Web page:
Ireland has its share of political heroes, men from Daniel O'Connell to Charles Stewart Parnell to Michael Collins and Eamon de Valera who fought for the sovereignty of the Irish people and are memorialized today for their efforts. By contrast there is no memorial for John Redmond, who is in many ways the forgotten man of Irish history. Yet as leader of the Irish Nationalist Party at the start of the 20th century he came closer to achieving the longstanding goal of Home Rule for Ireland than any of his illustrious predecessors, only to witness his aspirations outpaced by events.
One of the merits of Dermot Meleady's account of Redmond's later career is to give Redmond's achievements their due. The second volume of a two-book study of the political leader, it begins with Redmond's assumption of a party newly reunified in 1900 after the schism caused by Parnell's involvement in a divorce case. Redmond took over the party as an inauspicious time, when the anti-Home Rule Unionist Party dominated British government, yet the new leader bided his time and pursued other issues important to the Irish people while awaiting his opportunity. When it came in 1910 with the political crisis sparked by the "People's Budget," Redmond seized it, leveraging his party's support of the ruling Liberals in return for Home Rule. Though this brought Ireland to the brink of a civil war by 1914, Meleady argues that Redmond was close to a compromise that would have brought about a peaceful result but for the outbreak of war in Europe. With the passage of a Home Rule bill finalized Redmond pledged his party's support for the war effort, a stance that alienated radical nationalists who spearheaded the Easter Rising in 1916. Though an ailing Redmond pursued compromise, by the time he died in 1918 his vision of an autonomous Ireland existing within the British empire had already been eclipsed by the demand of a radicalized electorate for full independence.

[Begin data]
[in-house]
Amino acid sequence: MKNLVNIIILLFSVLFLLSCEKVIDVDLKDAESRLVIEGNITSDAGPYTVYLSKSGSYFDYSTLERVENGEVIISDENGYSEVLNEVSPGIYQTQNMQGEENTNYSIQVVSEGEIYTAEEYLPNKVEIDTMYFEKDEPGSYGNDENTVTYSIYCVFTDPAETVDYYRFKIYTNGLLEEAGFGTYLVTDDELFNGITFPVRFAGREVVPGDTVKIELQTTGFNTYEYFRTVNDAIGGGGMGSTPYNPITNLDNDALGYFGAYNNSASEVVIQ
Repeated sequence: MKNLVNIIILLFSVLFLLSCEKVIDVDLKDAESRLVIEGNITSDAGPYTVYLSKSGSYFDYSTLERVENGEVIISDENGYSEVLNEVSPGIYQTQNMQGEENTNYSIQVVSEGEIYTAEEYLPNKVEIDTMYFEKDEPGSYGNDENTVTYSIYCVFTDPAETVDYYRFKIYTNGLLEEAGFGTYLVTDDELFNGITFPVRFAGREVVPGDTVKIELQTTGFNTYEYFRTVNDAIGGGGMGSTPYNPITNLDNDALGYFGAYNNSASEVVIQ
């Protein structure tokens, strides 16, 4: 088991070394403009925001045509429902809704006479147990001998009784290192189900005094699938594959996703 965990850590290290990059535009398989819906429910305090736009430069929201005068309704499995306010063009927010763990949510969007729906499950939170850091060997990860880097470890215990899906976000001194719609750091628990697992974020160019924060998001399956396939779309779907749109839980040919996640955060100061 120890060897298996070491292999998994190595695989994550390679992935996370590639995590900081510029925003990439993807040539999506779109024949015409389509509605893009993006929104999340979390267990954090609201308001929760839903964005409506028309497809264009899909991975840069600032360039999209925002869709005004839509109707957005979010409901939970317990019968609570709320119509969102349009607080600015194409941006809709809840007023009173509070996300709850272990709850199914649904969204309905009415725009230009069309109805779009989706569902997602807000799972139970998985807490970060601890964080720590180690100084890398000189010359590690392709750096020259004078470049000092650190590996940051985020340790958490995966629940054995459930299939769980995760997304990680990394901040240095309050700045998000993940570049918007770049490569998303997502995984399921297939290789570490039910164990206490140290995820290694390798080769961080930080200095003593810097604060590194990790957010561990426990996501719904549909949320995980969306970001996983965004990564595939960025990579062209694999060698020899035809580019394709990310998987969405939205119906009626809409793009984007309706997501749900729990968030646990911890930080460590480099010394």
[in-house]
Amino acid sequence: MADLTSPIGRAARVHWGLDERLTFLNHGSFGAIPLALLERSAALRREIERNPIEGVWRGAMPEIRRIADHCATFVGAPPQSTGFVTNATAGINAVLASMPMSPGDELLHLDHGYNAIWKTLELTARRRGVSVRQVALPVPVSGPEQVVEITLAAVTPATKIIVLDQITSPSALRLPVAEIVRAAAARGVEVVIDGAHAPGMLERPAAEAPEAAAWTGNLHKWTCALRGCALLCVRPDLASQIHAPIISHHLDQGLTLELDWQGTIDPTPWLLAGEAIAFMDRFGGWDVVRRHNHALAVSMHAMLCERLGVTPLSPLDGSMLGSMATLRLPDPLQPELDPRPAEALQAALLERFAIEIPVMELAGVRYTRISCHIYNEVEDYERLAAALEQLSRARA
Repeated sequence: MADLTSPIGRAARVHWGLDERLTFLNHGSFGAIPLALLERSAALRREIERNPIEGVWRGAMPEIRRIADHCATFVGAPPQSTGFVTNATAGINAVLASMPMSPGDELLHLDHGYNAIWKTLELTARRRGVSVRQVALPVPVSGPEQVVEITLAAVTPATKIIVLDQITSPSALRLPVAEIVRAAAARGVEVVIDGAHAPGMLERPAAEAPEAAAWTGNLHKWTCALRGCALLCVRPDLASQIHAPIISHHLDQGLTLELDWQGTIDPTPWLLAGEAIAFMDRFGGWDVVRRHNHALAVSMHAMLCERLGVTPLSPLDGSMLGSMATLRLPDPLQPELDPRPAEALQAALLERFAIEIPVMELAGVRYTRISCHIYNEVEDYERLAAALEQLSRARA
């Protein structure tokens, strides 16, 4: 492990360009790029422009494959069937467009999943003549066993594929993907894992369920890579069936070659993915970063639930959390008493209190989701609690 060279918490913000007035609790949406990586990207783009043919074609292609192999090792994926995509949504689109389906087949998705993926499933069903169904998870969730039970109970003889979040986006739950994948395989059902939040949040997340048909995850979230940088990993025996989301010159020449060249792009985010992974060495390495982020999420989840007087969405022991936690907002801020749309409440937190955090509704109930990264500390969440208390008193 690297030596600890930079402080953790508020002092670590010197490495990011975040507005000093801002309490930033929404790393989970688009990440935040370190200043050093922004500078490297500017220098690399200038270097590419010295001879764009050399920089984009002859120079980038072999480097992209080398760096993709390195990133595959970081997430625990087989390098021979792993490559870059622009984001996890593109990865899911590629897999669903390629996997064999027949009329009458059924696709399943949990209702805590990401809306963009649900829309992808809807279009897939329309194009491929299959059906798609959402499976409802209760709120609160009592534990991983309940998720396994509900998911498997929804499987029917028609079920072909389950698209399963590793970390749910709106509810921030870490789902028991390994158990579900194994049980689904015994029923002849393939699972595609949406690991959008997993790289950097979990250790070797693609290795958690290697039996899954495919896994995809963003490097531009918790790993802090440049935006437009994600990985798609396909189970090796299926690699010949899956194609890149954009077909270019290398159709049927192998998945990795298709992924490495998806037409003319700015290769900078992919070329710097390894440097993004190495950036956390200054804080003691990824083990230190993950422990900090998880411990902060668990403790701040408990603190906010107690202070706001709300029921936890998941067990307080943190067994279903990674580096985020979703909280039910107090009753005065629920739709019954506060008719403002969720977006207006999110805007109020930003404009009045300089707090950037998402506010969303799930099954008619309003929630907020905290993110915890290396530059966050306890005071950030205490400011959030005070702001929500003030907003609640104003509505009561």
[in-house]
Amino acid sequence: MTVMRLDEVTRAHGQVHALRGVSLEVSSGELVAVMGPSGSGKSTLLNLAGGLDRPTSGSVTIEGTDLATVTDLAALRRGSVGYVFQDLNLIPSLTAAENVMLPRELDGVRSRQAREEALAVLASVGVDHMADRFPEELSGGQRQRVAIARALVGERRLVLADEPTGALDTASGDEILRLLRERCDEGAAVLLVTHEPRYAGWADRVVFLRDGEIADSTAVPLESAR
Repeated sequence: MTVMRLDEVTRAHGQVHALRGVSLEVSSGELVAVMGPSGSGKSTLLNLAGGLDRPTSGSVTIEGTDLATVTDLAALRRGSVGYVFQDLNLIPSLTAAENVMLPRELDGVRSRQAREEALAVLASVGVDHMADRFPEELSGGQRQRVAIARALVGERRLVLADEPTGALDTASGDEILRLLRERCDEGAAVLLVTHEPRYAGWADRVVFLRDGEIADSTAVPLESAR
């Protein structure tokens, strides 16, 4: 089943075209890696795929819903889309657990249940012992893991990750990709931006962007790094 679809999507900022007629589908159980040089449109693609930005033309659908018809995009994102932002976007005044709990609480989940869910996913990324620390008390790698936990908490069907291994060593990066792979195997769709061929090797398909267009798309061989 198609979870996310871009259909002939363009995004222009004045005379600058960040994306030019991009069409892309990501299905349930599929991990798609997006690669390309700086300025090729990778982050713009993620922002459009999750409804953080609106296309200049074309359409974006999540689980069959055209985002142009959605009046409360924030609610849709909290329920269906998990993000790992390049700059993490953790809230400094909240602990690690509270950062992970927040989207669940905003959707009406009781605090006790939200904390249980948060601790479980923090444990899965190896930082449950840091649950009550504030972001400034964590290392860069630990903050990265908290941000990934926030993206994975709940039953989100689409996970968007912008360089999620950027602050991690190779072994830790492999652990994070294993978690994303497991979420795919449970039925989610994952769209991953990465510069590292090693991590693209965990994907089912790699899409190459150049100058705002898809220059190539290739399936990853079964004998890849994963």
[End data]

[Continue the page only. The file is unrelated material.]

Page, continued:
Meleady's biography is the first full-length study of Redmond in three-quarters fo a century, As such it benefits form the perspective of time and the work of generations of historians in understanding the events of Irish independence, While Meleady devotes space to addressing Redmond's family life, this is predominantly a political biography, which is understandable given his focus on political activity, Together with Meleady's first volume, Redmond: The Parnellite, this is likely to remain the standard by which all future biographies of Redmond are judged, and a fitting tribute to a leader who nearly achieved peacefully what ultimately was accomplished with bloodshed.